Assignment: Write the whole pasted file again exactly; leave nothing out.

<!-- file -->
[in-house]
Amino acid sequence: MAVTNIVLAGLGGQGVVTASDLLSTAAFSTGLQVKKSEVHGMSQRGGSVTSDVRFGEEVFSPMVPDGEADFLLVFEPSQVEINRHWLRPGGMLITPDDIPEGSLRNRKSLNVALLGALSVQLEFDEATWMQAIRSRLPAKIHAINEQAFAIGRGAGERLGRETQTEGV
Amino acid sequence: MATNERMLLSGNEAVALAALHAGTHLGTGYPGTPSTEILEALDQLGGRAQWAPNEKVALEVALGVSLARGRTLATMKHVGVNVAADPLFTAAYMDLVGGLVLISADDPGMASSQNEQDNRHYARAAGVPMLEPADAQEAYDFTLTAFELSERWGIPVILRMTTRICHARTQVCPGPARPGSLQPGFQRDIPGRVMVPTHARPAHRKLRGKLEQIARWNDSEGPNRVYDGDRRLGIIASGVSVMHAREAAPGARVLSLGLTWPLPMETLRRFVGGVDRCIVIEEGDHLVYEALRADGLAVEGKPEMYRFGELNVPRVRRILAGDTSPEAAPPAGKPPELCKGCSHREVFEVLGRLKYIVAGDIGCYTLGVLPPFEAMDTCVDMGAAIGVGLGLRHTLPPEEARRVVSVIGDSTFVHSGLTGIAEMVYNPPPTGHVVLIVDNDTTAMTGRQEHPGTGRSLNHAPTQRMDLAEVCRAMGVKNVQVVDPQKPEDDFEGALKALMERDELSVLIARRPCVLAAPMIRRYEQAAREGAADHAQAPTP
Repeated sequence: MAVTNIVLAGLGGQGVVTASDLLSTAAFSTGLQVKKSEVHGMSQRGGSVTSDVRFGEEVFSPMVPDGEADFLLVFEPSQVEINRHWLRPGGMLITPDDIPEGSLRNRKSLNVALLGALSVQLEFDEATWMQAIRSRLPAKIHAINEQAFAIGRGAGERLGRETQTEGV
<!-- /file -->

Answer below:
[in-house]
Amino acid sequence: MAVTNIVLAGLGGQGVVTASDLLSTAAFSTGLQVKKSEVHGMSQRGGSVTSDVRFGEEVFSPMVPDGEADFLLVFEPSQVEINRHWLRPGGMLITPDDIPEGSLRNRKSLNVALLGALSVQLEFDEATWMQAIRSRLPAKIHAINEQAFAIGRGAGERLGRETQTEGV
Amino acid sequence: MATNERMLLSGNEAVALAALHAGTHLGTGYPGTPSTEILEALDQLGGRAQWAPNEKVALEVALGVSLARGRTLATMKHVGVNVAADPLFTAAYMDLVGGLVLISADDPGMASSQNEQDNRHYARAAGVPMLEPADAQEAYDFTLTAFELSERWGIPVILRMTTRICHARTQVCPGPARPGSLQPGFQRDIPGRVMVPTHARPAHRKLRGKLEQIARWNDSEGPNRVYDGDRRLGIIASGVSVMHAREAAPGARVLSLGLTWPLPMETLRRFVGGVDRCIVIEEGDHLVYEALRADGLAVEGKPEMYRFGELNVPRVRRILAGDTSPEAAPPAGKPPELCKGCSHREVFEVLGRLKYIVAGDIGCYTLGVLPPFEAMDTCVDMGAAIGVGLGLRHTLPPEEARRVVSVIGDSTFVHSGLTGIAEMVYNPPPTGHVVLIVDNDTTAMTGRQEHPGTGRSLNHAPTQRMDLAEVCRAMGVKNVQVVDPQKPEDDFEGALKALMERDELSVLIARRPCVLAAPMIRRYEQAAREGAADHAQAPTP
Repeated sequence: MAVTNIVLAGLGGQGVVTASDLLSTAAFSTGLQVKKSEVHGMSQRGGSVTSDVRFGEEVFSPMVPDGEADFLLVFEPSQVEINRHWLRPGGMLITPDDIPEGSLRNRKSLNVALLGALSVQLEFDEATWMQAIRSRLPAKIHAINEQAFAIGRGAGERLGRETQTEGV